The Austin Chronicle

https://www.austinchronicle.com/music/2021-08-20/austin-music-what-we-re-listening-to-this-week/

Austin Music: What We're Listening to This Week

El Combo Oscuro, KVN, and Mike & the Moonpies are some of our favorite local sounds this week

By Doug Freeman, Derek Udensi, Raoul Hernandez, Christina Garcia, Rachel Rascoe, and Alejandra Ramirez, August 20, 2021, Music

Mike & the Moonpies' One to Grow On

The notoriously hard-traveling Moonpies prepare to hit the road again with a cranked collection that runs back to their bar band roots. One to Grown On, the band's eighth platter, rocks out with expected steel-forged country anthems, but also showcases some of Mike Harmeier's sharpest writing.

Ostensibly revolving around a single character, the LP's everyman hangs his hat on making ends meet and things work. Opener "Paycheck to Paycheck" kicks out of the gate, before "Hour on the Hour" offers up "another hit about a heartbreak," and "Growing Pains" burns down the highway with a touch of Allman Brothers' Southern rock scuffing up their Texas boots.

The core quintet holds as one of the tightest around, huffing impeccable Nineties country gas cut with just enough diesel to roar (the racing rollover of "Rainy Day" and swanky growl "The Vein"), but the band also gets a shot from Shooter Jennings' targeting synthesizers on "Whose Side You're On" and the barstool bingeing memories of "Social Drinkers."

"Burn Out" likewise recruits the Quaker City Night Hawks for a guitar sprawl, closing the cycle with a head-spinning jam and trying to regain footing when the world's kicked you down. Rolling into year 15, the Moonpies continue to run like a well-oiled machine, ready to turn over the odometer for the next run. – Doug Freeman


Netherfriends and Jedi512 Cook Up Beef

Inexhaustible producer Netherfriends whips up an assortment of beats for Jedi512 on their joint LP, Beef. The 13-dish project features a hearty helping of witty food and cooking metaphors inspired by the Austin rapper's long held love for the craft. This intriguing 37-minute project, birthed out of a dinner between the two artists, represents Netherfriends' first collaborative album since returning to Austin after the pandemic ruined his plans for a 50-state tour last year. – Derek Udensi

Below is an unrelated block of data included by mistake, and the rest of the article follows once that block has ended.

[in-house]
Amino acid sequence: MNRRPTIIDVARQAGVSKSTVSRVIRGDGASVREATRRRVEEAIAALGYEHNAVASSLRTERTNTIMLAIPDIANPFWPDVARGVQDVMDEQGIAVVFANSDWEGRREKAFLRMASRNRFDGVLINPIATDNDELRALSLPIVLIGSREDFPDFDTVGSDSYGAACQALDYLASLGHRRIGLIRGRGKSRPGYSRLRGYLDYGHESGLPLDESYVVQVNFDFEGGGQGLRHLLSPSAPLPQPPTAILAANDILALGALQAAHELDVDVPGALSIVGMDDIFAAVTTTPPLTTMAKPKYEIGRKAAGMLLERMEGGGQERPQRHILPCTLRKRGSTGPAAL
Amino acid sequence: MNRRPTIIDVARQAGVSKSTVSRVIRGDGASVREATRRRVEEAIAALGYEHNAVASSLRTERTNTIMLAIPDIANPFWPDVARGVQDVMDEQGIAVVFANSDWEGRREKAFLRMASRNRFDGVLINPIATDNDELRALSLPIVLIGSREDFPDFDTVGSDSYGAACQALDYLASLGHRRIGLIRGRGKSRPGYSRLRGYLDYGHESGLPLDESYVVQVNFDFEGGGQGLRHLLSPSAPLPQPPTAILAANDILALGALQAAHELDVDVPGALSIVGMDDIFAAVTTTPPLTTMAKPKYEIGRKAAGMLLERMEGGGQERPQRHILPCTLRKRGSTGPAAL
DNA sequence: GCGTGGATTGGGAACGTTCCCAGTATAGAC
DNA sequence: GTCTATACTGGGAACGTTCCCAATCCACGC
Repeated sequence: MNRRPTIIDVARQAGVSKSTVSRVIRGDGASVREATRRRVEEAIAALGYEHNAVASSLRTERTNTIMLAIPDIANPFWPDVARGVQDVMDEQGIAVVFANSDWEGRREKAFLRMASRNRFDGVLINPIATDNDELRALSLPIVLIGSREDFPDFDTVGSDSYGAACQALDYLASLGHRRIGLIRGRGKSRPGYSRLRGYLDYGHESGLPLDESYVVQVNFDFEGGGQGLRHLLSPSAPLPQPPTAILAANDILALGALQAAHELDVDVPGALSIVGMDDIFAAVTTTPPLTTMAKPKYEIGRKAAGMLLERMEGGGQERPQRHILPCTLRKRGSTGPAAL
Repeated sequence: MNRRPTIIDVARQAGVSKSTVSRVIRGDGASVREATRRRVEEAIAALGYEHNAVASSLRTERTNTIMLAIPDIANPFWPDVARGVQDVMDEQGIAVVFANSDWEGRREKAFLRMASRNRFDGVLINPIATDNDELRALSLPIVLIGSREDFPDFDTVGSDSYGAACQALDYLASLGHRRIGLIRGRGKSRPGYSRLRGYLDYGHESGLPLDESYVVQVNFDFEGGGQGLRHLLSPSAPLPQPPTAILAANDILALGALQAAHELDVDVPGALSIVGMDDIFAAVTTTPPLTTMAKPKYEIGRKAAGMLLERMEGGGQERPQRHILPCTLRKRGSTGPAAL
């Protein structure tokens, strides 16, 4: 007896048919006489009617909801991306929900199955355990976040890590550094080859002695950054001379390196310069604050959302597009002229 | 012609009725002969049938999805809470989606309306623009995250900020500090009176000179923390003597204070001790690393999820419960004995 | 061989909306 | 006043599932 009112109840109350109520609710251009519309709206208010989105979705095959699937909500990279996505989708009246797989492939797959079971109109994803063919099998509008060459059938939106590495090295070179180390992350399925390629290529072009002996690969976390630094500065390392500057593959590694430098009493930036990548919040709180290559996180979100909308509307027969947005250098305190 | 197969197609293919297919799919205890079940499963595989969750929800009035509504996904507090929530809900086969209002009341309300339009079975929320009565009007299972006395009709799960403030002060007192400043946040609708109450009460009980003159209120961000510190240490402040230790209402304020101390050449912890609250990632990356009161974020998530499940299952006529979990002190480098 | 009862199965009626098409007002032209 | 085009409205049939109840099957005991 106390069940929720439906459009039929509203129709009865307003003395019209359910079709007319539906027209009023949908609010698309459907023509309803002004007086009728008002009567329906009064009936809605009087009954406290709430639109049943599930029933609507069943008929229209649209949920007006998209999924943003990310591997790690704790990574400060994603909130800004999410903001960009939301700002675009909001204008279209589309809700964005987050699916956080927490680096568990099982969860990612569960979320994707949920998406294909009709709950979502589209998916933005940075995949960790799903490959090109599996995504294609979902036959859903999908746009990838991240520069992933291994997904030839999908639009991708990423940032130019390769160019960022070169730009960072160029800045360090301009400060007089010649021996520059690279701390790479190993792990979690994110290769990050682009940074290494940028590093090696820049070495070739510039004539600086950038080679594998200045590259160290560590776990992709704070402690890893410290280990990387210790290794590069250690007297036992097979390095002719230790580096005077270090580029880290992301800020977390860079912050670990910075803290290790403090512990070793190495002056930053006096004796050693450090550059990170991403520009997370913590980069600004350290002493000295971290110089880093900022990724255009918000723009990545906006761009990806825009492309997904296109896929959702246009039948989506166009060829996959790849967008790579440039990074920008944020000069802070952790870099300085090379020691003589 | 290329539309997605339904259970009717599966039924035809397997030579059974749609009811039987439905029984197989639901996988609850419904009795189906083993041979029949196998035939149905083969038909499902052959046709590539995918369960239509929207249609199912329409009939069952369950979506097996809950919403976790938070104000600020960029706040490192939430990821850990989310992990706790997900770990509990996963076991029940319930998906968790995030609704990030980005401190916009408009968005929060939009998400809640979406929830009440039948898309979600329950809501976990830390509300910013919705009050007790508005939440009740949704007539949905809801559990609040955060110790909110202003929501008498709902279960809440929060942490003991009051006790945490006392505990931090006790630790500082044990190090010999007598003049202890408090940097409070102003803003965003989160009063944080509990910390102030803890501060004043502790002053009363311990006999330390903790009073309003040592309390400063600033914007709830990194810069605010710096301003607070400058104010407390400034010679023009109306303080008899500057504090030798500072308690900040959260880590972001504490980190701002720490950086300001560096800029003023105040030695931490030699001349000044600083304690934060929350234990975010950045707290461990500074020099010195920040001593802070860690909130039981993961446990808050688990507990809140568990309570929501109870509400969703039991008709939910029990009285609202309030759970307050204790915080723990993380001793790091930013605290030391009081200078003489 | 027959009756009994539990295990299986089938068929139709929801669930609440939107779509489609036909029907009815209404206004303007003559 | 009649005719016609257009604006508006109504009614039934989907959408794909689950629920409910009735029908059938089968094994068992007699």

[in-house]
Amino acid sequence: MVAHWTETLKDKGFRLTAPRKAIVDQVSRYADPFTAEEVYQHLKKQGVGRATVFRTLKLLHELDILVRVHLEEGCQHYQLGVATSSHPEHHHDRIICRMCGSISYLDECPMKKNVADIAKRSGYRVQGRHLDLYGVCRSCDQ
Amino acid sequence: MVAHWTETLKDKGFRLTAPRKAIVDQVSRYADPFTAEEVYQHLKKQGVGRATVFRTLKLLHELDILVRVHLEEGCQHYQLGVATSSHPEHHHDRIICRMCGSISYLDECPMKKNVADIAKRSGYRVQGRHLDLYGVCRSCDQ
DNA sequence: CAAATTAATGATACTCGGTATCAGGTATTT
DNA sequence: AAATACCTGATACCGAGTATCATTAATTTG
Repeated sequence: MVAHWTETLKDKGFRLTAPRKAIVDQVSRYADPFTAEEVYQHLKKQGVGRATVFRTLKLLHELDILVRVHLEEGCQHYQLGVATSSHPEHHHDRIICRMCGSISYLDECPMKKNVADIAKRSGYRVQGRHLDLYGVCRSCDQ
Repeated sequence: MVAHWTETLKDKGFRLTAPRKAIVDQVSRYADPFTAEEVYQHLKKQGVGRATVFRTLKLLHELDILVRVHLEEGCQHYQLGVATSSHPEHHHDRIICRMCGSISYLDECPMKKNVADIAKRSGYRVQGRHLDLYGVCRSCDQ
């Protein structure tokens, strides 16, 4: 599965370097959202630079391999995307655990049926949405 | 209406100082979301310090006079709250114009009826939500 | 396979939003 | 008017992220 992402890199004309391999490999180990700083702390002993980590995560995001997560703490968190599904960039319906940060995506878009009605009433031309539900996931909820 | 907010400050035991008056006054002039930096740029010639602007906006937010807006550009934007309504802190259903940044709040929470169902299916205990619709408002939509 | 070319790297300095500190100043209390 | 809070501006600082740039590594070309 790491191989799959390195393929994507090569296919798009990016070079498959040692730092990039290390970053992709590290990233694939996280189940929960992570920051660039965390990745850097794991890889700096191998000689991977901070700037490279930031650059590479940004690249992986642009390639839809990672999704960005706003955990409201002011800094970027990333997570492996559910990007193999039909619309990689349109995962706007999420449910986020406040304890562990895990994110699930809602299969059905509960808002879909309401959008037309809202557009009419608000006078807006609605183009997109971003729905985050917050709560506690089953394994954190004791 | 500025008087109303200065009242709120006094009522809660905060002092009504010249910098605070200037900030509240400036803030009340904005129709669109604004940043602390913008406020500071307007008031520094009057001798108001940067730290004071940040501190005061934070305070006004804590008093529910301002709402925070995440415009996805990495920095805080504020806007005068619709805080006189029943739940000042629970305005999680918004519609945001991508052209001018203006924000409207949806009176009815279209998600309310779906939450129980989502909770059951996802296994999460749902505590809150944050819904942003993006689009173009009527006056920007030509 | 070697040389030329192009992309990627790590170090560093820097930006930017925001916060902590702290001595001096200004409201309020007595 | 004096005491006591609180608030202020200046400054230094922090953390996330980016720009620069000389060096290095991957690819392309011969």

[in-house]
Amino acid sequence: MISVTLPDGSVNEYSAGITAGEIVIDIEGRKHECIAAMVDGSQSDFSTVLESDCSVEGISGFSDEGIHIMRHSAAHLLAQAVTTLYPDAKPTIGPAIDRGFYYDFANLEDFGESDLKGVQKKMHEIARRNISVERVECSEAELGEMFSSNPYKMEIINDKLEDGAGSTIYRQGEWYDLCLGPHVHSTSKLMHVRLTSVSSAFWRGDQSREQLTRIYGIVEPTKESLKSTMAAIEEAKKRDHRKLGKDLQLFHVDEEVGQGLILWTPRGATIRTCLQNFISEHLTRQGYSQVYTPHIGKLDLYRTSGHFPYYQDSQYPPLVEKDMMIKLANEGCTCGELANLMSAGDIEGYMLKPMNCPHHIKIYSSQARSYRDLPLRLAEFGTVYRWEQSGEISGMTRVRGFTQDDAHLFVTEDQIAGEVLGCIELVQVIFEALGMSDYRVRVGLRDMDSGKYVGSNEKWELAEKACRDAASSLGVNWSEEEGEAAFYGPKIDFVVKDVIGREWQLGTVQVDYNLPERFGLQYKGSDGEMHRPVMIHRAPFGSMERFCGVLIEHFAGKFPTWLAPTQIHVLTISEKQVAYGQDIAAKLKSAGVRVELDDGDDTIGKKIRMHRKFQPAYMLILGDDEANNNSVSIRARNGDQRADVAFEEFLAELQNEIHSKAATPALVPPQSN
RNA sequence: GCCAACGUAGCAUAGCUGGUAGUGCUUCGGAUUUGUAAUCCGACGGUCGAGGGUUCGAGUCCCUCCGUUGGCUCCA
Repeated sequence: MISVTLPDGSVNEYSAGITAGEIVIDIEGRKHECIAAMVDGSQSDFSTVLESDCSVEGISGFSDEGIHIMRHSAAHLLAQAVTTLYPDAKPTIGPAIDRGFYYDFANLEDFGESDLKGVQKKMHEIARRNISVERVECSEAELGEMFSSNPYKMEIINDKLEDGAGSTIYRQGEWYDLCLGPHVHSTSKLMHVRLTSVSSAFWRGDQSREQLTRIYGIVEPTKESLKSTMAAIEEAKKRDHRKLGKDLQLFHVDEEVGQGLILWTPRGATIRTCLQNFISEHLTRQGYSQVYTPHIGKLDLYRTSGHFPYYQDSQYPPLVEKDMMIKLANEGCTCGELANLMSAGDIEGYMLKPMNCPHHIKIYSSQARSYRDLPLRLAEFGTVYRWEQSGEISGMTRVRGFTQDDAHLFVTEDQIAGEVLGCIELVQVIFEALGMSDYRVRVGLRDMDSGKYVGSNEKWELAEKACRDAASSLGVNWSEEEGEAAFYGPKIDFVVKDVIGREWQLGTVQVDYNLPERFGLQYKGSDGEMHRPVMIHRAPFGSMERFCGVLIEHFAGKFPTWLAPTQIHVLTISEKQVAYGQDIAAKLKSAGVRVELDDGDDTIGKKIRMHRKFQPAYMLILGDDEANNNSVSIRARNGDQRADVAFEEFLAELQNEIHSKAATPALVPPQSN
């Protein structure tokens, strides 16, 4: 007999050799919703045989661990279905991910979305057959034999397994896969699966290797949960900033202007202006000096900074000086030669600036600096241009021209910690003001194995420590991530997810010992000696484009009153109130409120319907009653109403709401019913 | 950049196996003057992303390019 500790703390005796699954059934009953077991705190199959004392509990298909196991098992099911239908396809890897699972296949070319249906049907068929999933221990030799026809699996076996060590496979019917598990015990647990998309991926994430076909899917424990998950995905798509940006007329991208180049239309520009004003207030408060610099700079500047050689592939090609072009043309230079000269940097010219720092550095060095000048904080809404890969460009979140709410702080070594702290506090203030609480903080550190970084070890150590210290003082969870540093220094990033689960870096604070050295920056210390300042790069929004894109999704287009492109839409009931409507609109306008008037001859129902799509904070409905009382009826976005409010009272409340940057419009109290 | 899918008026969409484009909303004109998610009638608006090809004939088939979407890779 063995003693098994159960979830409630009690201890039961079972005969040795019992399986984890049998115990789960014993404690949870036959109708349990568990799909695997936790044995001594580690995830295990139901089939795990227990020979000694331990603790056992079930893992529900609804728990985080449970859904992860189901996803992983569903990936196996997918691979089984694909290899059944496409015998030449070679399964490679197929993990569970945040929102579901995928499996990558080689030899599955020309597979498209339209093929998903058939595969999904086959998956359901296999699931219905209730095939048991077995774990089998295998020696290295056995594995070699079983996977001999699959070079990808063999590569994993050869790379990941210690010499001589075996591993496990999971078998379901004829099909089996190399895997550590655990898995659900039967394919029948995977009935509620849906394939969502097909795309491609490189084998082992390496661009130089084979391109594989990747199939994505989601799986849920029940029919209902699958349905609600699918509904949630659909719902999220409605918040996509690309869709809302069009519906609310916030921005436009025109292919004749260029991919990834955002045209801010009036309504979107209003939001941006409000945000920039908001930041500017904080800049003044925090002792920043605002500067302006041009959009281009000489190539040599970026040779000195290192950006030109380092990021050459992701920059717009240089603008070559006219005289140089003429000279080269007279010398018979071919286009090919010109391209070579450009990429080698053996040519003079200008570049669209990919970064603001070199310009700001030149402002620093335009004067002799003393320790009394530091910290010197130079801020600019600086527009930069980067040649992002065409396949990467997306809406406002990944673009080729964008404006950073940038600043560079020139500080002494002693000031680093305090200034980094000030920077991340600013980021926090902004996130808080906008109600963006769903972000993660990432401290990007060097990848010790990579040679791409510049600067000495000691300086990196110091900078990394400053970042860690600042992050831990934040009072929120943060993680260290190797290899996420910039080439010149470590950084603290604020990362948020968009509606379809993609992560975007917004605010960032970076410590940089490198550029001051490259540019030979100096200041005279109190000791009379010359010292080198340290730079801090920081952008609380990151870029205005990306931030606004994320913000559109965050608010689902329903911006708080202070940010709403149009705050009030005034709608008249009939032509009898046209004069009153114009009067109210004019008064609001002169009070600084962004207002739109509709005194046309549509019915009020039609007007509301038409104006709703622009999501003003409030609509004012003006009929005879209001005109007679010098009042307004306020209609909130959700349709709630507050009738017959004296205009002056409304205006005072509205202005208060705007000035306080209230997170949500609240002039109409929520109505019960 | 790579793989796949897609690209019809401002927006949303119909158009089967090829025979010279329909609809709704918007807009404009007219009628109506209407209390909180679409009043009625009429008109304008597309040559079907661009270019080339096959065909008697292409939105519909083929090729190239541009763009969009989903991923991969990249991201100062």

El Combo Oscuro's Que Sonido Tan Rico EP

Electrifying cumbia, salsa, y merengue in Austin juggernaut El Tule for 15 years, shredding bandleader John Dell teams up with key sorcerer Mauro Lopez in fivepiece offshoot El Combo Oscuro. March's debut single "Calavera" danced a Wurlitzer swirl, razor-wire guitar, and skeleton percussion. Now drops the four-song Que Sonido Tan Rico, two Spanish vocals paired with dos instrumentals. Dell's lotería delivery animates like Día de los Muertos, but the wordless title track jacks the RPMs into a possession tempo, its mescaline chocolate sweetening a warped, loopy track, while "La Perla" amps up a flourishing, twirling high-stepper until smoothing out into a midsummer tempo, cool and refreshing. – Raoul Hernandez


Sailor Poon's First Album

Sailor Poon could make a lame out-of-town comedian just give up. The name alone. No band rips more hilarious fart jokes, castrates patriarchy, or scandalizes etiquette police with hysteria-inducing punk, psych, and garage jams. Out since last year, but now celebrated with a release-show-turned-DJ-set Saturday at Hotel Vegas, Sailor Poon's First Album is a no-brakes workout, dripping with wit, sprinkling doom, and arranging maximum rock effortlessly. Was "The Post Penetration Appreciation Society" a dig at Austin's Levitation-producing Reverb Appreciation Society, or an anthem for your shag slump? Regardless, we died. Lead zinger/saxist Billie Buck could sing Ticketmaster's terms of use agreement and still be wildly entertaining. Long live Poon. – Christina Garcia


KVN Looks for Love "High & Low"

"Is it too much to call ourselves Austin's New All-Girl Pop Supergroup?" inquired an email from KVN (pronounced "Kevin") ahead of their debut. To the all-too-logical cohesion of three of Austin's most consistent pop practitioners – Dossey's Sarah Dossey, Primo the Alien's Laura Lee Bishop, and Lady Heartwing's Mariclaire Glaeser (formerly of Shy Beast) – I quickly responded, "No, it is not!" Out Friday, "High & Low" presents a deliciously dramatic "pilgrimage of love," merging the trio's nostalgia for Nineties R&B girl group gloss with 21st century nü-disco sheen. After a twinkly slow build, when the tag-team chorus hits, it's an undeniable dopamine rush. – Rachel Rascoe

Abram Shook's Velvet Teeth

Celestial guitar bubbles up and brims like the crest of an ocean wave on "Mean It," the opener from Abram Shook's Velvet Teeth. Recalling the beatnik's sunny home state of California, his fifth album swells with warm, bright psychedelic fixtures as moonlight iridescent keyboards anchor along the lush coast. Crisp snares snap and electronics plume in luxe grooves "No, Not Carolina" and "Lucky," while funk shuffles on fever dream instrumental "In the Lobby on Acid." No room for surprise, the LP echoes easy-listening Love at Low Speed (2017) and Sixties-spattered Landscape Dream (2015) with jazz leanings as each song unfurls with breezy pop comfort. – Alejandra Ramirez

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